Click here to watch embedded media
Publisher: Motorsport Games
July 10, 2020
Platform: PlayStation 4, Xbox One, PC
The NASCAR Heat franchise is going through big changes, affecting this year’s game as well as the course of the series’ future. Established developer Monster Games is no longer developing the series; former publisher 704Games is now making the game itself, with new company Motorsport Games taking over as publisher. Motorsport is based in the U.K., and includes former Codemasters veterans among its ranks.
The most immediate change is that the series’ traditional fall release date is being moved up to July. Having a new NASCAR Heat to play given the disruption of the real NASCAR season and its planned resumption in May is welcome, and separates the series from the crowded fall pack. Unfortunately, the other effect of this transition is that NASCAR Heat 5 appears like it focuses more on incremental changes than big, new features.
The major structures of the game return, including its multi-series career mode (dirt, trucks, Xfinity cars, and the cup cars) and split-screen multiplayer (locally and online). These features all benefit from quality-of-life improvements, some of which fans have called out for. DNFs, solo practice sessions without A.I. cars, and reduced pit stop times have been added, along with career stats so you can track your progress each season over the years. Customization in the form of increased paint booth options (such as coloring rims and spoilers) and the ability to create your own schedule of tracks also lets you put your stamp on your experience.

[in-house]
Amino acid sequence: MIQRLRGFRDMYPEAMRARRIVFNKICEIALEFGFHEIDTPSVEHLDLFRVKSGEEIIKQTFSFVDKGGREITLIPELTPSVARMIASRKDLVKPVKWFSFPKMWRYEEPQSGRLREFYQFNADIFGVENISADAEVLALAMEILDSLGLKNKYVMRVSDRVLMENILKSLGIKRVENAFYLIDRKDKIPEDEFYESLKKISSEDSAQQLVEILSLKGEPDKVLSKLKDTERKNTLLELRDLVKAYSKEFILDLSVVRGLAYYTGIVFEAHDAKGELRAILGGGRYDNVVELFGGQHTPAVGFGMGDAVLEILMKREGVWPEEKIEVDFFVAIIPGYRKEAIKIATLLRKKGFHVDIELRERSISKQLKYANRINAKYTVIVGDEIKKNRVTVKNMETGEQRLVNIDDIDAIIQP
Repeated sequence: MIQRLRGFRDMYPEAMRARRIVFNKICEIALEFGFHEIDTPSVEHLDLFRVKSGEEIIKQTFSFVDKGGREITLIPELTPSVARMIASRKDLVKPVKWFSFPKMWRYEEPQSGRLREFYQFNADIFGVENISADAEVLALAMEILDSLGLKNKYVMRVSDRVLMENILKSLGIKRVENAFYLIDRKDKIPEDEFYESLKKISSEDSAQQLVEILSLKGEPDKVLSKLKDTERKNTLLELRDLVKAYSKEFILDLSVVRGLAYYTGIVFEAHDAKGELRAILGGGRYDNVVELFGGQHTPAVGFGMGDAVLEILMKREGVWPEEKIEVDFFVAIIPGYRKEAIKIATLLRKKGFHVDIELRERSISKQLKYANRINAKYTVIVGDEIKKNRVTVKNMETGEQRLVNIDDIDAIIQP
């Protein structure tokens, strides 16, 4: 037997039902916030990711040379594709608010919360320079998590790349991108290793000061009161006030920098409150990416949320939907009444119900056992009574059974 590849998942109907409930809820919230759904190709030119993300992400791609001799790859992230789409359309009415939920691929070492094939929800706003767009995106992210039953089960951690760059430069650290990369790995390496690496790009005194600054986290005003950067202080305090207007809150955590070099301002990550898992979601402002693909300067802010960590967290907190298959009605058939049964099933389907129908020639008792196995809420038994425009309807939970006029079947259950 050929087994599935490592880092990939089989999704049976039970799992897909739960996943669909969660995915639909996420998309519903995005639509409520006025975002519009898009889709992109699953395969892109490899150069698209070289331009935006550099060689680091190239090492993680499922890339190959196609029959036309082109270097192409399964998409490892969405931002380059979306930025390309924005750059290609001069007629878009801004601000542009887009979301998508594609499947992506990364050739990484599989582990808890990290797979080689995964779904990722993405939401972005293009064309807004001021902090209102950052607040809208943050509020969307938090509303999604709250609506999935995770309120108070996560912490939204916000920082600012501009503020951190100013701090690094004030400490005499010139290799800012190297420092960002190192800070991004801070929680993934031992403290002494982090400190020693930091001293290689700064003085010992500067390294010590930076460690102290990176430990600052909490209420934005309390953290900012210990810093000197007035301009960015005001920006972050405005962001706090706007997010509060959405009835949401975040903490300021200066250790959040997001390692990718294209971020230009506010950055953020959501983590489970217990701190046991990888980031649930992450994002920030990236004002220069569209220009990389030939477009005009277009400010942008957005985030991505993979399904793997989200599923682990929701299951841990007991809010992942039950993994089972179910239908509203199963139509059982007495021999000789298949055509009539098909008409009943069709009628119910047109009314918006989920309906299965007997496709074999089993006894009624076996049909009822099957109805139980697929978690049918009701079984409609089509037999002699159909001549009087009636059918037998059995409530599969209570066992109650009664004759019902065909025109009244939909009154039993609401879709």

Click image thumbnails to view larger version
NASCAR Heat 4’s A.I. was improved thanks to customization sliders (for aspects such as tire wear and pack spacing), but it still needed work in areas such as taming its rubberbanding and the lines taken on the track. Creative director Paul Coleman says the team aims to make the A.I. more competitive and consistent from track to track, which could mean a host of things during a race. Which areas end up being changed could go a long way to how the racing feels on the track.
With the behind-the-scenes developer changes and the shortened release schedule, it’s no surprise that the ambitions for NASCAR Heat 5 are not as big as everyone would like. For example, 704Games admits that the series is locked into the current online structure, so the game won’t have additions such as matchmaking or online practice sessions. One new addition, however, is that the game’s competitive esports races will feature more than just the cup cars.
NASCAR Heat 5’s relative stasis is a shame for a franchise that was slowly building momentum from release to release up until this point, but Coleman teased to us some of the areas Motorsport and 704 want to address in future games that could take the series in exciting new exciting new directions. Until then, fans will have to find ways to work inside the proverbial box to find as much speed and grip as possible.